However, they have given small tests, like testing grip strength, and then electrically stimulated the muscles and tested again, and found that people exhibit about 25% more strength under electroshock, which definitely verifies people are in general stronger than they're normally able to access. Additionally, you may have heard of people being flung across an entire room after being electrocuted. This isn't because of the electricity - electricity doesn't move things like that - its because the shock caused massive muscle contraction, and the people flung themselves across the room, jumping far further than they would have believed possible under normal circumstances.
So, because they can't test hysterical strength, we can only hypothesize why adrenaline causes it. More than likely it is because your muscles are under several inhibitory systems, including pain as well as the neurological restriction of simply having not enough signaling at any given time to activate all the muscle fibers in a group. Strength isn't just about raw strength, its about timing; you need one perfectly timed electrical burst to signal all fibers to work in concert when exerting force. The more fibers activated simultaneously, the more strength you'll have.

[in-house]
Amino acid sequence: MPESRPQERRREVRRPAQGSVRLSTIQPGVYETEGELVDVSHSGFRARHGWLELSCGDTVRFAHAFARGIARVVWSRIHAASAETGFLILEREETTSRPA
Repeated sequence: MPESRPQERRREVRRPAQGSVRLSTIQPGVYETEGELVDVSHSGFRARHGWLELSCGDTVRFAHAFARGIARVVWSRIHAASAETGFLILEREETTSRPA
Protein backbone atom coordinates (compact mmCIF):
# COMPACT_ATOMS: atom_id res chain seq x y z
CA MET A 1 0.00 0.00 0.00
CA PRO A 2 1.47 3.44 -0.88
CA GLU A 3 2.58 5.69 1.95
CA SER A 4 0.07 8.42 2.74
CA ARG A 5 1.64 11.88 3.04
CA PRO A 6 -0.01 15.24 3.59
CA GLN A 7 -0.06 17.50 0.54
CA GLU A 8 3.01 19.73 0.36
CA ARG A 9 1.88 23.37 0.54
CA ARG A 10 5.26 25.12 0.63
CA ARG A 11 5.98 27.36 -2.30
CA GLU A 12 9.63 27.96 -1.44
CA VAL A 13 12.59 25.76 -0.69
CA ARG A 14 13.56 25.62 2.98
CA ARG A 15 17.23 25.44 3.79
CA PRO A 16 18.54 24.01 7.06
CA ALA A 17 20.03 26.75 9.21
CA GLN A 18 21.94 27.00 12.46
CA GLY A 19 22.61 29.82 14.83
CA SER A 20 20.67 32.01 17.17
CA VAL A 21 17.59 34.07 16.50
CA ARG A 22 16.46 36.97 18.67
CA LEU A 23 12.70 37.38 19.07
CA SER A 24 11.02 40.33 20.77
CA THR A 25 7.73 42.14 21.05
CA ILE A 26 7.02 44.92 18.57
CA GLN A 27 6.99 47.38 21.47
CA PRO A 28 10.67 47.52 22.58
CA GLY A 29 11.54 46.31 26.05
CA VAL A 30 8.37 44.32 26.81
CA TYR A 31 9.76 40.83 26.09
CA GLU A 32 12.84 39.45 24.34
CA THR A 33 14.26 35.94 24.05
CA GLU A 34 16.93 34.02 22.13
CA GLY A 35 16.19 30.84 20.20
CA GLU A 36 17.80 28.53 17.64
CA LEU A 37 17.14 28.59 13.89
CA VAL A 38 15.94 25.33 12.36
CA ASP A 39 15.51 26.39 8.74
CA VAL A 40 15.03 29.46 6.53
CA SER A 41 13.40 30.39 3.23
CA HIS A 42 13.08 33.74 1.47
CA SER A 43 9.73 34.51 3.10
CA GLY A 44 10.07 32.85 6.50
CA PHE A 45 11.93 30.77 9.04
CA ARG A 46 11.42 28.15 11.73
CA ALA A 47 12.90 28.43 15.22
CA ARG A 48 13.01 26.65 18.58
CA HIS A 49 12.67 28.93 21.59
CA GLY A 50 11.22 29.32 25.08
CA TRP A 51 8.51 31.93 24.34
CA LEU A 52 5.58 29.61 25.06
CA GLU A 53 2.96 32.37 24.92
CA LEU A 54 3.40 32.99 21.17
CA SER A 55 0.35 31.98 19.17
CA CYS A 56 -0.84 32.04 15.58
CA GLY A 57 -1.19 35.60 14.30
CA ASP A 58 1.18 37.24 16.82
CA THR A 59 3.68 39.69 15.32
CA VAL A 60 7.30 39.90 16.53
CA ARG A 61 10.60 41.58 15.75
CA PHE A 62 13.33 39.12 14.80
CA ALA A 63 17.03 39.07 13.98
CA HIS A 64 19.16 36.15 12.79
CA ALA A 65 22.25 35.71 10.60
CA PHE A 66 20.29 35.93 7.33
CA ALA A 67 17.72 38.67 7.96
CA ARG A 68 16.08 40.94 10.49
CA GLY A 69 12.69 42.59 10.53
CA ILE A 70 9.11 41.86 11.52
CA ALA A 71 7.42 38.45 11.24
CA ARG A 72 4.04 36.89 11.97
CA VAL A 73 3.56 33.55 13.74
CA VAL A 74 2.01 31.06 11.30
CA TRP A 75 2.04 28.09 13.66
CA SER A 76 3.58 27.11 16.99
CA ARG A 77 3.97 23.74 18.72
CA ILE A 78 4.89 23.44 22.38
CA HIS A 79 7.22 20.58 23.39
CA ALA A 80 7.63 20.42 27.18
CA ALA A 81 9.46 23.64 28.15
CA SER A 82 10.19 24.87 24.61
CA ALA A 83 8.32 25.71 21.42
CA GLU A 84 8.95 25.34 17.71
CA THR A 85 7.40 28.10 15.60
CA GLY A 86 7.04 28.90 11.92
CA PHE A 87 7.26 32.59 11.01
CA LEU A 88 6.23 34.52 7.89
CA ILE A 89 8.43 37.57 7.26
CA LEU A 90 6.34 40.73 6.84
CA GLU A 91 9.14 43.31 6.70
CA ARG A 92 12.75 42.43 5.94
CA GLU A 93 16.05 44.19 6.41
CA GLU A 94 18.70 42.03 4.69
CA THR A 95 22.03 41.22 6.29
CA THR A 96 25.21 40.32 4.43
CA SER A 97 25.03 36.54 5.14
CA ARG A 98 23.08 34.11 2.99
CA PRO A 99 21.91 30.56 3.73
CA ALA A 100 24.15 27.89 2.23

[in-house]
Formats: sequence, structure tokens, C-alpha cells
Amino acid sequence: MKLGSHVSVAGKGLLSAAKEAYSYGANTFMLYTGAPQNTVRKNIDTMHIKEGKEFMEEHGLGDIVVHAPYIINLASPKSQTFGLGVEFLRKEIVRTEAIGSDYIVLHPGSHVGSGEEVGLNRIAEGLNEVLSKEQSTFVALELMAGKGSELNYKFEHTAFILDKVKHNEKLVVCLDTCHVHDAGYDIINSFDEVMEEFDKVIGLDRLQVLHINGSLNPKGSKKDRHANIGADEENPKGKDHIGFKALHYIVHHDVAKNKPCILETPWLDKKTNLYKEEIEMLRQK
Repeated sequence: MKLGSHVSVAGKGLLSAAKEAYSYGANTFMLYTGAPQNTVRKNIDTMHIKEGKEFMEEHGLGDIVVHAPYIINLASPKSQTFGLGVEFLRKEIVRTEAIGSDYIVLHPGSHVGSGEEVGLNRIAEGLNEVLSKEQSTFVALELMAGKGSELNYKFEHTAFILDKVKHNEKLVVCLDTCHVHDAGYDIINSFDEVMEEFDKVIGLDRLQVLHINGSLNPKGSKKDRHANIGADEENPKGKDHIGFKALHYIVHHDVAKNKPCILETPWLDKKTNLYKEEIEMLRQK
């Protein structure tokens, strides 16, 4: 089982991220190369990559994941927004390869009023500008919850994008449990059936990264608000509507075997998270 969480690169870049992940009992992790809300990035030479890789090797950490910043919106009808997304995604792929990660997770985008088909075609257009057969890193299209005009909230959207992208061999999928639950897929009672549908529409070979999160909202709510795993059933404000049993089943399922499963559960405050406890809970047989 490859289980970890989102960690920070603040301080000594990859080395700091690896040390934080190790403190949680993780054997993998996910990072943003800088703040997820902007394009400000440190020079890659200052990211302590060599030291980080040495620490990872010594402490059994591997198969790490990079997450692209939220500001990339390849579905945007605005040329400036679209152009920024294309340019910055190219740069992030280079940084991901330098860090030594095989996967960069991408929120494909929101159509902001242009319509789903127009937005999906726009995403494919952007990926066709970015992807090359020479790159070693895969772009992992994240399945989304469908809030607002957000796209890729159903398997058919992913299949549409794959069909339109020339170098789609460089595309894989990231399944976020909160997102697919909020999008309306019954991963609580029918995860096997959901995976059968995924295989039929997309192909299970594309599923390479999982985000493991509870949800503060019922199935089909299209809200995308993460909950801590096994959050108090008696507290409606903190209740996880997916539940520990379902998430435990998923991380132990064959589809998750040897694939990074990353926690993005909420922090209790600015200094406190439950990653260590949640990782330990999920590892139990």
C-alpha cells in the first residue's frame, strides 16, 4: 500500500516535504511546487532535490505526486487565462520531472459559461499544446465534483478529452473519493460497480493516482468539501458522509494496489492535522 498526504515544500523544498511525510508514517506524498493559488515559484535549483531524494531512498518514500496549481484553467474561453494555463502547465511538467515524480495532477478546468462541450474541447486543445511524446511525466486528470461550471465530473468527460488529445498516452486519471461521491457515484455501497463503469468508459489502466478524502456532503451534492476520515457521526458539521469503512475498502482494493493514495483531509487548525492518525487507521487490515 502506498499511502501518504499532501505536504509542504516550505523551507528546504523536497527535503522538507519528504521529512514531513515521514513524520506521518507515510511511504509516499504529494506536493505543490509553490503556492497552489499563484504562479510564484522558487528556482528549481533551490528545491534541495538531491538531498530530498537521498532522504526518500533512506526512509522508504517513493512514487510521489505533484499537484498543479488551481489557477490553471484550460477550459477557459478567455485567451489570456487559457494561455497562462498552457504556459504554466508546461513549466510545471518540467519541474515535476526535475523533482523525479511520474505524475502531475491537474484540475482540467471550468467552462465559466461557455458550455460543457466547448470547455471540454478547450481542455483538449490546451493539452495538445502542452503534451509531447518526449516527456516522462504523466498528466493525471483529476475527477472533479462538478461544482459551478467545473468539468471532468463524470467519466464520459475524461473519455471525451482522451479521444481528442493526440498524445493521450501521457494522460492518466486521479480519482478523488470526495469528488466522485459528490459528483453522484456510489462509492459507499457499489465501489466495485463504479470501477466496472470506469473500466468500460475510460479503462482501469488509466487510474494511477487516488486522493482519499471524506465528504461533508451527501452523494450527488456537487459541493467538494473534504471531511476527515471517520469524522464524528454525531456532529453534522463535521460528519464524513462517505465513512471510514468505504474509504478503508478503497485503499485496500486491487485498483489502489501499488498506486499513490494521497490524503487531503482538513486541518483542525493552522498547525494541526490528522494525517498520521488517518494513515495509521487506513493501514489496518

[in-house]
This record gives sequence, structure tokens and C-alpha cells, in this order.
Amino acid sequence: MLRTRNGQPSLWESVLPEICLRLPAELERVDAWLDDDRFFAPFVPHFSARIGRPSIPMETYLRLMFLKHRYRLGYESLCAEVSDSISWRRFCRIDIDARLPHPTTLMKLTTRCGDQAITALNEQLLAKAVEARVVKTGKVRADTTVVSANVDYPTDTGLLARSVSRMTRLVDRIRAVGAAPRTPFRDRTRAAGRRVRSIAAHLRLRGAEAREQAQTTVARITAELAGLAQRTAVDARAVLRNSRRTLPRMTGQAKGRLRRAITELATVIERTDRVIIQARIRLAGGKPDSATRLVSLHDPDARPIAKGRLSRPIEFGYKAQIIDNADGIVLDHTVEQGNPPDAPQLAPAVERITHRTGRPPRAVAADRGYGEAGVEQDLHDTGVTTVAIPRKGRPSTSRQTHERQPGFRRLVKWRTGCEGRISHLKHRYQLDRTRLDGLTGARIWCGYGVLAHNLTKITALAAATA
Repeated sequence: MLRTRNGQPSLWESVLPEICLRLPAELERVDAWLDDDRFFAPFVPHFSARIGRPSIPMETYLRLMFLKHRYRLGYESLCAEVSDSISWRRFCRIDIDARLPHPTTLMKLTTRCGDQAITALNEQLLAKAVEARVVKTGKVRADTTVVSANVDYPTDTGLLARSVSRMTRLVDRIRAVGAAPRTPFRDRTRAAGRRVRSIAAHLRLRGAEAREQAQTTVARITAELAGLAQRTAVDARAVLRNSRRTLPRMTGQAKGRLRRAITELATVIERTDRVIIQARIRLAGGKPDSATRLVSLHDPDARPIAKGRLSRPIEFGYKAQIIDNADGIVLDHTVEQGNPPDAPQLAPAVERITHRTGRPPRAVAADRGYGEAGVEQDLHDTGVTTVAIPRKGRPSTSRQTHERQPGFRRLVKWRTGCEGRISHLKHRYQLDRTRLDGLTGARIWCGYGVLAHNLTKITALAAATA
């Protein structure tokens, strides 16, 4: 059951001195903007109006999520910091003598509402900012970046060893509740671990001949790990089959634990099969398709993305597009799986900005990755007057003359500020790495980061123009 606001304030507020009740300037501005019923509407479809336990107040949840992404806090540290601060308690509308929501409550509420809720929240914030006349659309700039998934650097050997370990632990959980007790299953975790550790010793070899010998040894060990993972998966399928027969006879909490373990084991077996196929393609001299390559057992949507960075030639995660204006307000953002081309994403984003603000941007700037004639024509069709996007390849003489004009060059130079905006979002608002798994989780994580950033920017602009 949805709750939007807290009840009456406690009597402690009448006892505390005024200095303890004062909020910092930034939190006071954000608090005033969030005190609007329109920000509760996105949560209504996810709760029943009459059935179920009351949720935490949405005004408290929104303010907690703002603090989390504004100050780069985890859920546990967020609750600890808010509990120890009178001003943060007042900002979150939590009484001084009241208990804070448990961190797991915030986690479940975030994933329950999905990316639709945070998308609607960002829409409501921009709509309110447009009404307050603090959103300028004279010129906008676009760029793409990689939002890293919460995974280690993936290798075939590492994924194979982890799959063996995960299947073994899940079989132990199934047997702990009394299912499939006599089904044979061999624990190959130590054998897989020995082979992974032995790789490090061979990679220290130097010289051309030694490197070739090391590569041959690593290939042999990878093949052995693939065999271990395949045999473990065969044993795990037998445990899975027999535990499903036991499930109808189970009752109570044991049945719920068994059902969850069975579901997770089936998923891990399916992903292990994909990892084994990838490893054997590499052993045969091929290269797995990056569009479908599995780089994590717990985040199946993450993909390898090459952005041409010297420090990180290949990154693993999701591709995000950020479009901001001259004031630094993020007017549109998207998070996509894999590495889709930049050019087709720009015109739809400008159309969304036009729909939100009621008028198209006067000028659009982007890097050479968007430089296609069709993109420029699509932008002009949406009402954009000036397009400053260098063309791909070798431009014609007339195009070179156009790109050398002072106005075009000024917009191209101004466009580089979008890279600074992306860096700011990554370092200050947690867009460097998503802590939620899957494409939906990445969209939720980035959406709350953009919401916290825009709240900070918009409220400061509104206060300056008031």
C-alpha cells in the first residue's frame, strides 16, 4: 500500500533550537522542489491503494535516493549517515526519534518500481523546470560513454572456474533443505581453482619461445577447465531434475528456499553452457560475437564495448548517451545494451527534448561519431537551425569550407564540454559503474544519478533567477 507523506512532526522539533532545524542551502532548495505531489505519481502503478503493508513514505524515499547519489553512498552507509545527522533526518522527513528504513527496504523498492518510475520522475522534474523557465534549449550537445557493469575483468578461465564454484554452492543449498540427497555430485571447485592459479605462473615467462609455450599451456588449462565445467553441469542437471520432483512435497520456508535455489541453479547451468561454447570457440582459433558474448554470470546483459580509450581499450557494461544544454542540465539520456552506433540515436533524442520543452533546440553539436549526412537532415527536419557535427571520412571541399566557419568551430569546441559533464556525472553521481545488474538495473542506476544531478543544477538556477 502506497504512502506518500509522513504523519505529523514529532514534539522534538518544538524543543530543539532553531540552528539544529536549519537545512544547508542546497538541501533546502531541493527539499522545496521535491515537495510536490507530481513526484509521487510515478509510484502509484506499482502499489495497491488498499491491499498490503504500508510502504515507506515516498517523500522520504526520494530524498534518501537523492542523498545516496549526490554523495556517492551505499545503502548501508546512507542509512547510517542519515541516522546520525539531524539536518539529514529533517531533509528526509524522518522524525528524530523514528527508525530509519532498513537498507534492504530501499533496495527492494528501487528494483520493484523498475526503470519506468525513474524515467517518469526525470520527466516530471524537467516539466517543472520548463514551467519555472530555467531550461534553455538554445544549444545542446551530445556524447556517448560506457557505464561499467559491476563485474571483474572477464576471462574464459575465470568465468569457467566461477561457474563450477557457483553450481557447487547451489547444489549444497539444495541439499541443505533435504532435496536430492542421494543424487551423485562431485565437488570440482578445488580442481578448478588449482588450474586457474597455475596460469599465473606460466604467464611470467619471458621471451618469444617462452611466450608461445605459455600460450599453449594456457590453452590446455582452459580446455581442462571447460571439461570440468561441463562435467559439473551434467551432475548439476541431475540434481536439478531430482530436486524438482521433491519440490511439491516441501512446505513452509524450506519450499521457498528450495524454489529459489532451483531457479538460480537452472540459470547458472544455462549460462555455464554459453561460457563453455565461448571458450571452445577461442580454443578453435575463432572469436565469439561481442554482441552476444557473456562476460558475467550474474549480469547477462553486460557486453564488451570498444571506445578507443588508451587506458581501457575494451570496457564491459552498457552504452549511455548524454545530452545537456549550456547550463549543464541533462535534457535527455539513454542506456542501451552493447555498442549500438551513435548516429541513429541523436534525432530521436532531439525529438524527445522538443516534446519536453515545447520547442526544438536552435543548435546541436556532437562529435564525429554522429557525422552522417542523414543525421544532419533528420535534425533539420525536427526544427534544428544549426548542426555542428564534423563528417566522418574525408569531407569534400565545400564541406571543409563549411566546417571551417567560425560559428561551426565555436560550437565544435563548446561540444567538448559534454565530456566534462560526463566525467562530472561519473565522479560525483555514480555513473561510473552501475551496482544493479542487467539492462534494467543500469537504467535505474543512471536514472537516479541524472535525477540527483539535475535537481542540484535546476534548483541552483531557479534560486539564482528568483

Adrenaline most likely acts to remove several different limiter systems. Your pain sensation is dulled or removed entirely, your blood vessels are dialated and your muscles are more heavily oxygenated, and your neural activity increases; more brain activity = increased signaling, which means you're better able to activate more muscle fibers at once.
The reason we can't do this all the time is fairly obvious - it puts much more strain on the body and consumes far more energy. Since our bodies evolved in times of scarcity, our bodies evolved a logical mechanism for limiting the bodies ability to use its full strength and energy; only when the brain sensed certain stimuli (a tiger, a child in trouble), would it release its natural chemicals that overrode its own internal limiters, allowing for a brief state of higher muscle performance.
Thought I'd throw this out there just 'cause: what people normally call "adrenaline" is actually called "epinephrine". The name "adrenaline" comes from a company that tried to patent a synthetic epinephrine compound, and then name stuck. There's another hormone called "norepinephrine", which some scientists theorize may actually be responsible for "hysterical strength". It operates much faster than epinephrine, and acts as a primer, which engages the body and officially switches it to "fight or flight" mode. It can also cause the muscles to start dumping their glucose stores (your muscles store glucose for quick, instant feats of anaerobic strength, because aerobic energy doesn't engage instantly). The fact that norepinephrine greatly increases brain activity, and causes a massive release of muscular energy, may be the contributing factor to huge bursts of extra-natural strength.